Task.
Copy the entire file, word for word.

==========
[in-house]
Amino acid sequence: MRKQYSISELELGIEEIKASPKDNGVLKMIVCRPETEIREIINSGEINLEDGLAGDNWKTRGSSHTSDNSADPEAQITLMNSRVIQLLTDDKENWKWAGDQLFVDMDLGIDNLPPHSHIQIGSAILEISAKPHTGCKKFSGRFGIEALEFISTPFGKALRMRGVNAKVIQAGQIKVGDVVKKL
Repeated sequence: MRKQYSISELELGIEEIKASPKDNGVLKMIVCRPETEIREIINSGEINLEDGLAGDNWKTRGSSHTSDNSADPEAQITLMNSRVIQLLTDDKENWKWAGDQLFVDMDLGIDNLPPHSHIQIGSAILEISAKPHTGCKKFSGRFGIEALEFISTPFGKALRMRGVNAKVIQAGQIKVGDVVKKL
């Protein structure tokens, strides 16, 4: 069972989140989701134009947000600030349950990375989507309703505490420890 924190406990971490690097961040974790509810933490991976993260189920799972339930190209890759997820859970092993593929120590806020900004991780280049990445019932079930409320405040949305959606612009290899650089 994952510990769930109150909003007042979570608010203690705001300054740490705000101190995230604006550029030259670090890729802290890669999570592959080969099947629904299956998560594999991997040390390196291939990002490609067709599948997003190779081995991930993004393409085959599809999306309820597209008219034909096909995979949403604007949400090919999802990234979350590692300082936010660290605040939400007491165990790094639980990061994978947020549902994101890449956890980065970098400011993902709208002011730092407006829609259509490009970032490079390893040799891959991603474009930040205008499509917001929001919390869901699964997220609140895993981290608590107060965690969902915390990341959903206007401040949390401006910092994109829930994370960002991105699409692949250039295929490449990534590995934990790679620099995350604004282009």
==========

[in-house]
Amino acid sequence: MRKQYSISELELGIEEIKASPKDNGVLKMIVCRPETEIREIINSGEINLEDGLAGDNWKTRGSSHTSDNSADPEAQITLMNSRVIQLLTDDKENWKWAGDQLFVDMDLGIDNLPPHSHIQIGSAILEISAKPHTGCKKFSGRFGIEALEFISTPFGKALRMRGVNAKVIQAGQIKVGDVVKKL
Repeated sequence: MRKQYSISELELGIEEIKASPKDNGVLKMIVCRPETEIREIINSGEINLEDGLAGDNWKTRGSSHTSDNSADPEAQITLMNSRVIQLLTDDKENWKWAGDQLFVDMDLGIDNLPPHSHIQIGSAILEISAKPHTGCKKFSGRFGIEALEFISTPFGKALRMRGVNAKVIQAGQIKVGDVVKKL
């Protein structure tokens, strides 16, 4: 069972989140989701134009947000600030349950990375989507309703505490420890 924190406990971490690097961040974790509810933490991976993260189920799972339930190209890759997820859970092993593929120590806020900004991780280049990445019932079930409320405040949305959606612009290899650089 994952510990769930109150909003007042979570608010203690705001300054740490705000101190995230604006550029030259670090890729802290890669999570592959080969099947629904299956998560594999991997040390390196291939990002490609067709599948997003190779081995991930993004393409085959599809999306309820597209008219034909096909995979949403604007949400090919999802990234979350590692300082936010660290605040939400007491165990790094639980990061994978947020549902994101890449956890980065970098400011993902709208002011730092407006829609259509490009970032490079390893040799891959991603474009930040205008499509917001929001919390869901699964997220609140895993981290608590107060965690969902915390990341959903206007401040949390401006910092994109829930994370960002991105699409692949250039295929490449990534590995934990790679620099995350604004282009």